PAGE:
References in periodicals archive ?
QUOTES OF THE DAY "She is not someone who is easy to buy gifts for" Prince Harry on the Queen's birthday "Separate bathrooms" Dame Joan Collins's recipe for a happy marriage "I fear that you are collectively turning a blind eye to a whole generation of children being exposed to the harmful emotional side effects of social media prematurely" Health Secretary Jeremy Hunt warns the social media giants of a Government crackdown in order to protect young people "I am not sure about facelifts because I wouldn't want to be someone who just looks like she's had a facelift" Nigella Lawson
Asked who - men or women - seek these facelifts, Dhir said: "Both men and women come, but there are more females than men, although males are catching up fast."
Asked who-men or women-seek these facelifts, Dhir said: "Both men and women come, but there are more females than men, although males are catching up fast."
Thus, incidents or discussions of plastic surgery and facelifts, or eventual evidence of such procedures, are not uncommon.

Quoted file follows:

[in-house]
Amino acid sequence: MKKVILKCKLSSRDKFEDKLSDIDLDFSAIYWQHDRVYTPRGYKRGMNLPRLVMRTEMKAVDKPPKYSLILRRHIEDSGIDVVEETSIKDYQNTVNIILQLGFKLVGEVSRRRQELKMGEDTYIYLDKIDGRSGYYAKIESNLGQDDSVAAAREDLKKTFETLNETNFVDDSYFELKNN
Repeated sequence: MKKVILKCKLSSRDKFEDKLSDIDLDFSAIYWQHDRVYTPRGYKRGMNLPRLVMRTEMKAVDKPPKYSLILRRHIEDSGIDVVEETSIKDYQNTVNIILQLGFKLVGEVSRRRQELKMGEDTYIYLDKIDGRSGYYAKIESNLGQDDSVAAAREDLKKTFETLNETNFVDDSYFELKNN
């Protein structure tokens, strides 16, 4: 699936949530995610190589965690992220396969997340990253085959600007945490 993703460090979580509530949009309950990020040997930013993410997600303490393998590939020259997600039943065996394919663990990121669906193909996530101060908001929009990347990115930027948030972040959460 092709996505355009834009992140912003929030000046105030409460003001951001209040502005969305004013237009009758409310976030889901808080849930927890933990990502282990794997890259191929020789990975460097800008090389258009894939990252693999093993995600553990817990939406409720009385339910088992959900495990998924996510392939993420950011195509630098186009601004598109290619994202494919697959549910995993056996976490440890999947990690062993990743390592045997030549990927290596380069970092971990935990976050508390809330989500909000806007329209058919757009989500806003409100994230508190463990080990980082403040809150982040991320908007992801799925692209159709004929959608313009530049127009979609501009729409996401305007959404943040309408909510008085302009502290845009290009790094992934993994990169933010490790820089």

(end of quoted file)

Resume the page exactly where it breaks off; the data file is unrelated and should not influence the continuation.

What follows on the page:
3 -- Mahindra & Mahindra is all set to introduce a slew of 7-8 new products in 2014 including facelifts and variants, in a further bid to rustle up demand in a sagging market.
'The feature about facelifts having had their day last week was really interesting.
Of the surgical patients, 22 had facelifts and neck lifts only, 17 also had surgery on their upper and lower eyelids and 21 had the first two procedures, as well as forehead lifts.
THE number of women undergoing facelifts has reached a record high, figures showed today.
The leading medic, originally from Cardigan, says a huge shortage of clinics which offer facelifts in Wales means most patients have to travel to London for treatment.
Tummy-tucks, facelifts and breast enlargements are this year's "must-have" gifts for people across Tyneside.
Limited US research shows people over 75 having facelifts were no more likely than middle-aged patients to suffer complications.